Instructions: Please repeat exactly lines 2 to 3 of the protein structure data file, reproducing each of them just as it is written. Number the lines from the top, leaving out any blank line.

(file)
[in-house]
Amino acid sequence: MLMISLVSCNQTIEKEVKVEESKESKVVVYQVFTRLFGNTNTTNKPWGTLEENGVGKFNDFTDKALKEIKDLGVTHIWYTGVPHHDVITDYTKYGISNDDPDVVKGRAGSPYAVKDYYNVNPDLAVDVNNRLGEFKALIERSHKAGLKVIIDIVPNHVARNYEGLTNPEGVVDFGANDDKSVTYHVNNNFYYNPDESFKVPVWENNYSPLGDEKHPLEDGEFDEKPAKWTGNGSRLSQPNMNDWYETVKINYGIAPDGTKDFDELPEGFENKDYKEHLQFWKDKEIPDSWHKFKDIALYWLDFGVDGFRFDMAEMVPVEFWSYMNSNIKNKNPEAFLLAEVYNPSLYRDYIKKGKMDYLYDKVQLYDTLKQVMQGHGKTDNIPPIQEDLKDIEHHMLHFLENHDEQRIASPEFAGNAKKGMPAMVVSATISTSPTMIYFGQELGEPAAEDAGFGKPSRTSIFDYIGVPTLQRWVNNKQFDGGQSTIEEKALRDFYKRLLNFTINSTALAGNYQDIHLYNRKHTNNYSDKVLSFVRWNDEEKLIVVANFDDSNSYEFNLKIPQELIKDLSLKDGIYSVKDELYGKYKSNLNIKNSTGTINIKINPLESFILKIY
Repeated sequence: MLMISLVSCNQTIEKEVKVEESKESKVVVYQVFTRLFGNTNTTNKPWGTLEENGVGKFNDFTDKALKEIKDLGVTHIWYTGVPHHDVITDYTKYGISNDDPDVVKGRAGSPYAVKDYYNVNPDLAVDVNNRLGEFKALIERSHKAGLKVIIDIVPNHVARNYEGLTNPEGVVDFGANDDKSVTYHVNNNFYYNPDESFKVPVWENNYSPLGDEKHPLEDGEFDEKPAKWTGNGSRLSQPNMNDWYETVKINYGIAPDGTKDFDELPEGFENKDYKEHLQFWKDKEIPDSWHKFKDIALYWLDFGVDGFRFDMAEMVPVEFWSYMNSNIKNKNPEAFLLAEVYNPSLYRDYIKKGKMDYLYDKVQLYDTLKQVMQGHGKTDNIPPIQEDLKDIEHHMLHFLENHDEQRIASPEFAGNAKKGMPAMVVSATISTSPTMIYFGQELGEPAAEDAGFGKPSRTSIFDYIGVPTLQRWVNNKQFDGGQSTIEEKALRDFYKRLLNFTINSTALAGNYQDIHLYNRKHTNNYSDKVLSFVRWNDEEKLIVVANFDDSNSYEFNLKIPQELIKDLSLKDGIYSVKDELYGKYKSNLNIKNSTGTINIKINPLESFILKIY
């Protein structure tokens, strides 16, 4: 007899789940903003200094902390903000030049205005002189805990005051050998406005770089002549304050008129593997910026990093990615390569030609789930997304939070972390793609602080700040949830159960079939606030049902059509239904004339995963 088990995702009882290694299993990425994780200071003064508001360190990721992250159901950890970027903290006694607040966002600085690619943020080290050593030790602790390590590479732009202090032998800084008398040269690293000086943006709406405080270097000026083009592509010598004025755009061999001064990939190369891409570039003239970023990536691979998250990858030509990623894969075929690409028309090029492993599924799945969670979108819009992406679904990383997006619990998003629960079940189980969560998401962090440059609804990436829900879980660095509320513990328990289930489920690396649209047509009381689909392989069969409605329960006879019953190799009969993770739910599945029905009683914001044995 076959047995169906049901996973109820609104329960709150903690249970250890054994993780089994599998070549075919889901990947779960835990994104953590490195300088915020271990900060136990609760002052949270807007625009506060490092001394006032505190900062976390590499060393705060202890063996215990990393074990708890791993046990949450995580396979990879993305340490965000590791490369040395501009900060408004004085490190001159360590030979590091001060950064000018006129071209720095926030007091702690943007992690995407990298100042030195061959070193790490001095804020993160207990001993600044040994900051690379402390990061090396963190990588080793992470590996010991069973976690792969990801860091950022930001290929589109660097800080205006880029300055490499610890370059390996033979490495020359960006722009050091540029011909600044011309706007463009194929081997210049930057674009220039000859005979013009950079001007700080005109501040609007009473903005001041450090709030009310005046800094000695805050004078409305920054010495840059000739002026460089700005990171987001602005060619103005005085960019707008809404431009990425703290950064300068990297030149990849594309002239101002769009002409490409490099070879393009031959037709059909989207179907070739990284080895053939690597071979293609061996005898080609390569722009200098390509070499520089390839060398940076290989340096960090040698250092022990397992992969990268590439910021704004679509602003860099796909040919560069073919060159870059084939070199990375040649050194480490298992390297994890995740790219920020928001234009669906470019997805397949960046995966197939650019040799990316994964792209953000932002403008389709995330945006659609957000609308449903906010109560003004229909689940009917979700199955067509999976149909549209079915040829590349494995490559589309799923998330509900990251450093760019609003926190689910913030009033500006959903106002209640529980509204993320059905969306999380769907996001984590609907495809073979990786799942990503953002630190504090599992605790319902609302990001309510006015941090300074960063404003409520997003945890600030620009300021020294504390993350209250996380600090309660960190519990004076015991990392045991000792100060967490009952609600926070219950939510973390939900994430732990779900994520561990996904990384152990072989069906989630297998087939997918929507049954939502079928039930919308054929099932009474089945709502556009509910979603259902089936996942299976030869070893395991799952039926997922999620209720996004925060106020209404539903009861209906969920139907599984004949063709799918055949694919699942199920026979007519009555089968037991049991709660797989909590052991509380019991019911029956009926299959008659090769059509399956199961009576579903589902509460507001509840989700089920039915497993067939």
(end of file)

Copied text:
Amino acid sequence: MLMISLVSCNQTIEKEVKVEESKESKVVVYQVFTRLFGNTNTTNKPWGTLEENGVGKFNDFTDKALKEIKDLGVTHIWYTGVPHHDVITDYTKYGISNDDPDVVKGRAGSPYAVKDYYNVNPDLAVDVNNRLGEFKALIERSHKAGLKVIIDIVPNHVARNYEGLTNPEGVVDFGANDDKSVTYHVNNNFYYNPDESFKVPVWENNYSPLGDEKHPLEDGEFDEKPAKWTGNGSRLSQPNMNDWYETVKINYGIAPDGTKDFDELPEGFENKDYKEHLQFWKDKEIPDSWHKFKDIALYWLDFGVDGFRFDMAEMVPVEFWSYMNSNIKNKNPEAFLLAEVYNPSLYRDYIKKGKMDYLYDKVQLYDTLKQVMQGHGKTDNIPPIQEDLKDIEHHMLHFLENHDEQRIASPEFAGNAKKGMPAMVVSATISTSPTMIYFGQELGEPAAEDAGFGKPSRTSIFDYIGVPTLQRWVNNKQFDGGQSTIEEKALRDFYKRLLNFTINSTALAGNYQDIHLYNRKHTNNYSDKVLSFVRWNDEEKLIVVANFDDSNSYEFNLKIPQELIKDLSLKDGIYSVKDELYGKYKSNLNIKNSTGTINIKINPLESFILKIY
Repeated sequence: MLMISLVSCNQTIEKEVKVEESKESKVVVYQVFTRLFGNTNTTNKPWGTLEENGVGKFNDFTDKALKEIKDLGVTHIWYTGVPHHDVITDYTKYGISNDDPDVVKGRAGSPYAVKDYYNVNPDLAVDVNNRLGEFKALIERSHKAGLKVIIDIVPNHVARNYEGLTNPEGVVDFGANDDKSVTYHVNNNFYYNPDESFKVPVWENNYSPLGDEKHPLEDGEFDEKPAKWTGNGSRLSQPNMNDWYETVKINYGIAPDGTKDFDELPEGFENKDYKEHLQFWKDKEIPDSWHKFKDIALYWLDFGVDGFRFDMAEMVPVEFWSYMNSNIKNKNPEAFLLAEVYNPSLYRDYIKKGKMDYLYDKVQLYDTLKQVMQGHGKTDNIPPIQEDLKDIEHHMLHFLENHDEQRIASPEFAGNAKKGMPAMVVSATISTSPTMIYFGQELGEPAAEDAGFGKPSRTSIFDYIGVPTLQRWVNNKQFDGGQSTIEEKALRDFYKRLLNFTINSTALAGNYQDIHLYNRKHTNNYSDKVLSFVRWNDEEKLIVVANFDDSNSYEFNLKIPQELIKDLSLKDGIYSVKDELYGKYKSNLNIKNSTGTINIKINPLESFILKIY